Home equity lines of credit – also known as HELOCs – are favored by many homeowners because they give you the flexibility to borrow money when you need it. However, they also have a downside. During the repayment period, your monthly payments can often raise dramatically, causing some homeowners to have sticker shock.
If that happens to you, don’t worry. There are solutions available. We’ve laid them out for you below. Keep reading to learn what you can do to make your payments more manageable.
How HELOC’s work
For the most part, home equity lines of credit work similarly to a credit card in that they allow you to borrow against the equity in your home whenever you need it. Except, rather than paying down the balance every month, repayment on an HELOC is split up into two distinct periods.
Those two periods are as follows:
The Draw Period: The draw period on an HELOC usually lasts for 10 years. During this time, you can borrow money when needed, up to the the limit given to you by your lender. You also only have to worry about making payments on the interest on your loan.
The Repayment Period: After the draw period ends, you enter the repayment period. At this point, you won’t be allowed to borrow any more money. However, you will be expected to start making payments on both the principal and interest of your loan.
What to do when your payments go up
Homeowners can often find themselves shocked when they hit the repayment period on their HELOC. Once you start having to make payments on both the principal and interest, you may see your monthly payment rise dramatically. If you’ve found yourself in this situation, don’t fret. There are options available to help you keep your head above water.
The best thing to do is to plan ahead. When you take out the loan, you know when the draw period will end. Start setting money aside ahead of time to help you handle those bigger payments.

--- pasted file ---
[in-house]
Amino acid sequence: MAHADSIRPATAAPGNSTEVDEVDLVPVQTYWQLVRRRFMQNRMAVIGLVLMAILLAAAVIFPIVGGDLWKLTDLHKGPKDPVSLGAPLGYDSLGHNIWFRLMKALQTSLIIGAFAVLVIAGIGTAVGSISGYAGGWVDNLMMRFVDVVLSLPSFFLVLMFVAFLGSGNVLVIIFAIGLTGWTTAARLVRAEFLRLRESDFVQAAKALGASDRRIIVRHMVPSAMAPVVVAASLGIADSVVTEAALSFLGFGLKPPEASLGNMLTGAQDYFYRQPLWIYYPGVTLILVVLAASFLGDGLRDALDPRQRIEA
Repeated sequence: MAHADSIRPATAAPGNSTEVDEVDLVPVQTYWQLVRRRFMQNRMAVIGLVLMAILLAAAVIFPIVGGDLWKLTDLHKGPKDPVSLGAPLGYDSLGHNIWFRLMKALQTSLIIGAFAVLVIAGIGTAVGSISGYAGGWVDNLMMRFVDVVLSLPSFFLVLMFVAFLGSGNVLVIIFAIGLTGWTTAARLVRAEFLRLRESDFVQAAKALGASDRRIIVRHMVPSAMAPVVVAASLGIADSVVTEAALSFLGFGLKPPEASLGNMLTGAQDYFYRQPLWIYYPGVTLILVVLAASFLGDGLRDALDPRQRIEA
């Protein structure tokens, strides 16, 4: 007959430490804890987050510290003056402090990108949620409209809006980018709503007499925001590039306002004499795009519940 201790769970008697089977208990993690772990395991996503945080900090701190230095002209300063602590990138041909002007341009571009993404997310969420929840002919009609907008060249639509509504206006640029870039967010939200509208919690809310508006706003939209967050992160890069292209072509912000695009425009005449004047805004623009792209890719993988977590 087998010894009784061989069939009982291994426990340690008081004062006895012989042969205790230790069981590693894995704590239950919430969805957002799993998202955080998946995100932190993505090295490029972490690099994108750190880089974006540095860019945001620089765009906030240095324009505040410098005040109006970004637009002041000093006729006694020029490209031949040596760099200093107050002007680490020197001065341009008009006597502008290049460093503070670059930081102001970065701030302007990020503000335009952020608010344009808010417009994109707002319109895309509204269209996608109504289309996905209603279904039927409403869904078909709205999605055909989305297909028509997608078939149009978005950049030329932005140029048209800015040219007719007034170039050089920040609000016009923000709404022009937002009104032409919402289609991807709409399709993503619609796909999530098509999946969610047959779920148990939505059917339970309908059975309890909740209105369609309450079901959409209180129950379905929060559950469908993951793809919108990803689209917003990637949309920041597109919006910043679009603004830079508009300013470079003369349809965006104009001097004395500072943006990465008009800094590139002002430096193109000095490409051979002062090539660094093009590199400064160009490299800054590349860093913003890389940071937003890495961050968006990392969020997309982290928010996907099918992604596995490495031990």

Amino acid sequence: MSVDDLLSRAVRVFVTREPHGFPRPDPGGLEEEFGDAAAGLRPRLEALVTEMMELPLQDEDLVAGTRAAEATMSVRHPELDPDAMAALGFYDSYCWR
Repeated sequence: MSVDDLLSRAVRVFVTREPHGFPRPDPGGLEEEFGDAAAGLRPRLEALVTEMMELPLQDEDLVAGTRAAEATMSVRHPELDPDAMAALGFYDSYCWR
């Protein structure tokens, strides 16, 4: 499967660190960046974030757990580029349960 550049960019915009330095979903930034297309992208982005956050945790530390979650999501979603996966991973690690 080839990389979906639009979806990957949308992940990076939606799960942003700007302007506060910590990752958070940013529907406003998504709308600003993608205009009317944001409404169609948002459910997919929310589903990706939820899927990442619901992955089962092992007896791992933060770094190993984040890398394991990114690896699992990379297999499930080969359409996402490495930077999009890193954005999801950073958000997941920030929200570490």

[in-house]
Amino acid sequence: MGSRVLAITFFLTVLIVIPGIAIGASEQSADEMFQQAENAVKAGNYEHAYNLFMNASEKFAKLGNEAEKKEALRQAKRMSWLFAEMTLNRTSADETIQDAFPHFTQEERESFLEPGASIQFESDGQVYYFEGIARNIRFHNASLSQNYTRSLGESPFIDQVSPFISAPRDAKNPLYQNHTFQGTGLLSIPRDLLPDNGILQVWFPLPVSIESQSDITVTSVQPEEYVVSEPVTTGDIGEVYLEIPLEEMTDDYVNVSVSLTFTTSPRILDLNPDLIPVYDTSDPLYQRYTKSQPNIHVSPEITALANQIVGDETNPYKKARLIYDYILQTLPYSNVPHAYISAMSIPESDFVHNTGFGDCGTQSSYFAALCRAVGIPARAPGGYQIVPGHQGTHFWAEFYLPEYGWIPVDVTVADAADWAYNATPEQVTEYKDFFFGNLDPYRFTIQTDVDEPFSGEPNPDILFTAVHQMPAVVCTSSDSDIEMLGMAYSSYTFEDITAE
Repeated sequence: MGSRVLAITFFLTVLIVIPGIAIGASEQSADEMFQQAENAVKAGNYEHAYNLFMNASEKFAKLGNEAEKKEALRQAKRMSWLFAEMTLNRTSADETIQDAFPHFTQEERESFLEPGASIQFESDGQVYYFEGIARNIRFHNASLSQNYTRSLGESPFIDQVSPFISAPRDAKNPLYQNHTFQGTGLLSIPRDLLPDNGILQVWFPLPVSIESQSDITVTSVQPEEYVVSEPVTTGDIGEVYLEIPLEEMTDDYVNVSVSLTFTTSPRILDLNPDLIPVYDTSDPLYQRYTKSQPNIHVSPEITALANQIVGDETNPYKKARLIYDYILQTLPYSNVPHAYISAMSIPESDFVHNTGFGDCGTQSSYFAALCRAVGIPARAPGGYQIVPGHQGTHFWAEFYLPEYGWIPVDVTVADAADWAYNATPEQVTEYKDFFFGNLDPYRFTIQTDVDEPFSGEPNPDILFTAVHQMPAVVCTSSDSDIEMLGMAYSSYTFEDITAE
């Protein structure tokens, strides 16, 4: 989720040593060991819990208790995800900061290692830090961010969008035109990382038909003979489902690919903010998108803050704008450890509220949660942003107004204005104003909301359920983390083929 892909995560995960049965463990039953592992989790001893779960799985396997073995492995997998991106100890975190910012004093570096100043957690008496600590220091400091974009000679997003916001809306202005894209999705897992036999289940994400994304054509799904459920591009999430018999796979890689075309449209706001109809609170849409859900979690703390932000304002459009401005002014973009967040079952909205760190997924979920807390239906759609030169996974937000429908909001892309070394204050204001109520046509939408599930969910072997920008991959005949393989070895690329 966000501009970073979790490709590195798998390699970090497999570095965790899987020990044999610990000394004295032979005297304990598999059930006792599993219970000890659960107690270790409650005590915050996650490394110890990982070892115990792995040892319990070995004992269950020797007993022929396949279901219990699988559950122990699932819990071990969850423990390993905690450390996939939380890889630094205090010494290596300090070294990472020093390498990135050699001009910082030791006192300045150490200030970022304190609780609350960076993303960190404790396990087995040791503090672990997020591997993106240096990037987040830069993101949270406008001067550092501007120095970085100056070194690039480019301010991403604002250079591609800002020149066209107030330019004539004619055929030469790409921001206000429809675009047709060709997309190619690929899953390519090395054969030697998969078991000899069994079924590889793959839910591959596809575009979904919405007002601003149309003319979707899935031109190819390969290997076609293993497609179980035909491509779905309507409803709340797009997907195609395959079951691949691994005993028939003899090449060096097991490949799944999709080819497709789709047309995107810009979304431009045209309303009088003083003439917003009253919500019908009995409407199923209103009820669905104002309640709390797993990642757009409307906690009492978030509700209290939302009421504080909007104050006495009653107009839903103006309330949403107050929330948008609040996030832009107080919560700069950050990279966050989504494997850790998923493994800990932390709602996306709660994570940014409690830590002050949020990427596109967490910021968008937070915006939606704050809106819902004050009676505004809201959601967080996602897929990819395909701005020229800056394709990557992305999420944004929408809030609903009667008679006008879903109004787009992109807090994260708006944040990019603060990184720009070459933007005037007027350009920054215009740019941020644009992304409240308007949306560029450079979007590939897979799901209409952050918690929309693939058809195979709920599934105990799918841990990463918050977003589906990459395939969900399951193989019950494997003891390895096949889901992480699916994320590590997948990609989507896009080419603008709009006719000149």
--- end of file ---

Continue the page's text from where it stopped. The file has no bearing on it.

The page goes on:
If that amount of saving is not possible, know that it is possible to start paying down your principal early. If you can, work to make bigger payments than necessary so that you’re not stuck with as much debt after the draw period is over.
Refinance your loan
For those who aren’t aware, refinancing your loan means that you essentially take out a new loan in order to pay off your old one. In this case, there are three different options for how to refinance.
Refinancing to a new HELOC
Refinancing to a new HELOC essentially resets the time on your draw period. It allows you to continue borrowing money for another ten years. However, if you’re not careful, you could find yourself in a similar situation a couple years down the line. Be sure to make a plan for how you’re going to repay the loan once your new draw period ends.
Refinancing to a home equity loan
If you’d prefer steadier payments, you may benefit from refinancing to a home equity loan. These loans are often referred to as a second mortgage because it functions in much the same way. You’re given the money to pay off your HELOC in one lump sum. Then, you pay off the new loan in regular, monthly payments.
Doing a cash-out refinance
In a cash-out refinance, you borrow more money that you currently owe on your home’s mortgage and the excess is given to you in cash. You can use that cash to pay off your HELOC. Then, you make slightly higher payments on your new mortgage in order to compensate for the difference.
Ask for a loan modification
If you’re unable to refinance your loan, you can always ask your lender for a loan modification. In a loan modification, the lender either extends the term of the loan and/or lowers the monthly payment in order to make paying back the loan easier. However, it’s up to the individual lender whether or not they want to agree to the loan modification so there are no guarantees.